–Laura Singletary, Student Programs and Leadership Coordinator, Whatcom Community College
Midwestern State University – Wichita Falls, Texas
La Costa Spa Wellness for People in Recovery – San Diego, California
TEDxUniversity of San Diego – San Diego, California
TEDxOhlone College – Newark, California
TEDxLos Gatos High School – Los Gatos, California
Genius Network Annual Event – Phoenix, Arizona
University of New Haven – New Haven, Connecticut
North Dakota State University – Fargo, North Dakota
University of North Dakota – Grand Forks, North Dakota
Johnson & Wales University – Charlotte, South Carolina
Sheridan College – Sheridan, Wyoming
University of Alaska – Anchorage, Alaska
Texas A&M University – Commerce, Texas
Whatcom College – Bellingham, Washington
Cameron University – Lawton, Oklahoma
Morningside University – Sioux City, Iowa
People are dying of shame every day—literally. After Kate Spade’s tragic suicide, her sister told the media that the acclaimed designer suffered from manic depression but refused to get treatment because she was “worried what people would say if they found out.” When Anthony Bourdain took his own life that same month, his friend, the artist David Choe wrote to him after his death, “You were hiding your truth from me and yourself, you became a master of wearing masks to show everyone you were okay.”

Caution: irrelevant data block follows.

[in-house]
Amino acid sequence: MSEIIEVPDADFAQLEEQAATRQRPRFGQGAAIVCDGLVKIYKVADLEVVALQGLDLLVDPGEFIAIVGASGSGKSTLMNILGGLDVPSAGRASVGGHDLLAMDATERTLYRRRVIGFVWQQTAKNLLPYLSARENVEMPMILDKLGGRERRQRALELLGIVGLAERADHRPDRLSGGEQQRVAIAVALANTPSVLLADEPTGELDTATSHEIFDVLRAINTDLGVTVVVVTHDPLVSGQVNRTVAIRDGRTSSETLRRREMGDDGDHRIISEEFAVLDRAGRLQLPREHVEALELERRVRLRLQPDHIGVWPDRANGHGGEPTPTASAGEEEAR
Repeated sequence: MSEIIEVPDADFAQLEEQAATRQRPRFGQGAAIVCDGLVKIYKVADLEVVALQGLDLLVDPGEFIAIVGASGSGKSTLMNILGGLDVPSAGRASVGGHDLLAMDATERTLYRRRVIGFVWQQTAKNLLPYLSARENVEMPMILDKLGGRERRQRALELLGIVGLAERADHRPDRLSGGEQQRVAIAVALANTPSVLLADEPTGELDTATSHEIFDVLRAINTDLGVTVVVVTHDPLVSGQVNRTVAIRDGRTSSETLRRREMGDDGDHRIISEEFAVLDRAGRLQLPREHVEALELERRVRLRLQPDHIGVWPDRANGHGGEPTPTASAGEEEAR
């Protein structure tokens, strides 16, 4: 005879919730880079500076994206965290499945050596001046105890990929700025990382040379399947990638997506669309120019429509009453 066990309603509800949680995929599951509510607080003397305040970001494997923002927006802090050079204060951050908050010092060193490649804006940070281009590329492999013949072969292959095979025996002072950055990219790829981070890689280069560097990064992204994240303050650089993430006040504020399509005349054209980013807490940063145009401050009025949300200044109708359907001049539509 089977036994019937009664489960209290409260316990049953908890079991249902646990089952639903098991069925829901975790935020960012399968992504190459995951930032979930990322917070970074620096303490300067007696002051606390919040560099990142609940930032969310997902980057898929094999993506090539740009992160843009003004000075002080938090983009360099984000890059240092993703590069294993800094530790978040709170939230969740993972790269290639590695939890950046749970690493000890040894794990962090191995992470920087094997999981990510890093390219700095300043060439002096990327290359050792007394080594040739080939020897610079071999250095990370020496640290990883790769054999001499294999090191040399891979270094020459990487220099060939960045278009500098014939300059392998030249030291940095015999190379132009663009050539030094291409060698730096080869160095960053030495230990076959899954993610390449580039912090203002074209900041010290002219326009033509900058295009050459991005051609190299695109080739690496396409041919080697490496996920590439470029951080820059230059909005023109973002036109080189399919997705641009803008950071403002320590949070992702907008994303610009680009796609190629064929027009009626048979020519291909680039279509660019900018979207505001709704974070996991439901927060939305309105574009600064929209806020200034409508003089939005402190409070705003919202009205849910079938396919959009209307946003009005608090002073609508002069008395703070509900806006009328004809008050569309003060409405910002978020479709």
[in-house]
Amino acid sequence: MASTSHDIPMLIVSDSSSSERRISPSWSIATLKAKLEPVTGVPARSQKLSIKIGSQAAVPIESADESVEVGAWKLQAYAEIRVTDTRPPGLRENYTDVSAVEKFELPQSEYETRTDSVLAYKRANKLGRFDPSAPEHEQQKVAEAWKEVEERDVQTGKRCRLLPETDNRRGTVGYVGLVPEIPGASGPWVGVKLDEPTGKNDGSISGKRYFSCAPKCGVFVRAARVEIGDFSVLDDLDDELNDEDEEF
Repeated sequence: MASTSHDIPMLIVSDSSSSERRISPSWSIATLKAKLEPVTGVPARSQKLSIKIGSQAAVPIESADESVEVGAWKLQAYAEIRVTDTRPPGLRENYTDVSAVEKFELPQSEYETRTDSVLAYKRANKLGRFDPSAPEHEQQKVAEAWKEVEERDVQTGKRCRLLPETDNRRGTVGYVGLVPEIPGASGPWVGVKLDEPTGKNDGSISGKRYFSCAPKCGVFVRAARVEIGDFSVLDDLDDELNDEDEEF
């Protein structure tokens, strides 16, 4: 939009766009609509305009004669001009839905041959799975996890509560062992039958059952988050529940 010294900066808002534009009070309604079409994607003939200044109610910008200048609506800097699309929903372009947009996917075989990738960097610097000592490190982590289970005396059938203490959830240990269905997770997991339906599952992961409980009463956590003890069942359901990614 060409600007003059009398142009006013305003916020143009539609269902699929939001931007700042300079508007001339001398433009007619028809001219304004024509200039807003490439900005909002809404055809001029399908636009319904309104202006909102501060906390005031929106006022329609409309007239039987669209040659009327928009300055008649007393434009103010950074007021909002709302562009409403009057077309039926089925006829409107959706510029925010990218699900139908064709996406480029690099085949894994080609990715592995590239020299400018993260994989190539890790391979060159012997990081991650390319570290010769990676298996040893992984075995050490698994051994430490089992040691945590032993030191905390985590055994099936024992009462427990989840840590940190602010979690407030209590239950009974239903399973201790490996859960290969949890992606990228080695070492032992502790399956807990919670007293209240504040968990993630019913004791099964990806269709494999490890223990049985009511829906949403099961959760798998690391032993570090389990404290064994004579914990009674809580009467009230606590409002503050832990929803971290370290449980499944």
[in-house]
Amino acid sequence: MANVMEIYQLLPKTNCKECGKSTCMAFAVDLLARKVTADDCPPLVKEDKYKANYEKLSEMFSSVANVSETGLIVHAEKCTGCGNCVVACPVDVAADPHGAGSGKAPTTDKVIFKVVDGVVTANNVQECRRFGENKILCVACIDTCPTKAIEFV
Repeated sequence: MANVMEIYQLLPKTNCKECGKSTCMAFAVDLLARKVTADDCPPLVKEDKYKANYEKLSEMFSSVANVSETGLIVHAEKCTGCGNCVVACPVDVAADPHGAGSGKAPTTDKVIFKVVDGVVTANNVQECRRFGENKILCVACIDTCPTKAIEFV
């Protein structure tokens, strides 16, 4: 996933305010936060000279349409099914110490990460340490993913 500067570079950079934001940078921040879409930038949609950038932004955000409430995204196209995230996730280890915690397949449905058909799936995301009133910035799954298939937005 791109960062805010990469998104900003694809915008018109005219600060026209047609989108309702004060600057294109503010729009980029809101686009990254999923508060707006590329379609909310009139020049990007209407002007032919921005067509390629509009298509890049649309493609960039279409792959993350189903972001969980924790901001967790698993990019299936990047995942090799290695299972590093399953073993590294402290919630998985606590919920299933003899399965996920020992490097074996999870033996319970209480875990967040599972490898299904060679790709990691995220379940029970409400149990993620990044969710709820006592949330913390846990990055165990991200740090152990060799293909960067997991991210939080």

Anna David was someone who was heralded for her bravery because she talked openly about addiction—in books, on TV, at college campuses, on her podcast, in her storytelling show and everywhere else. After years of accepting the accolades, she suddenly found herself in an emotional black hole and too ashamed to admit that she was struggling. That’s when she realized that her entire persona had been a lie. Sharing about recovery was easy for her. It was sharing about those things that really caused her trauma, that took true courage.
In this unusual and brave speech, David talks about her journey to seeing her own dishonesty and about how coming clean about our darkest experiences can save us. In the process, she shares those secrets that have truly caused her shame—and encourages audience members to do the same.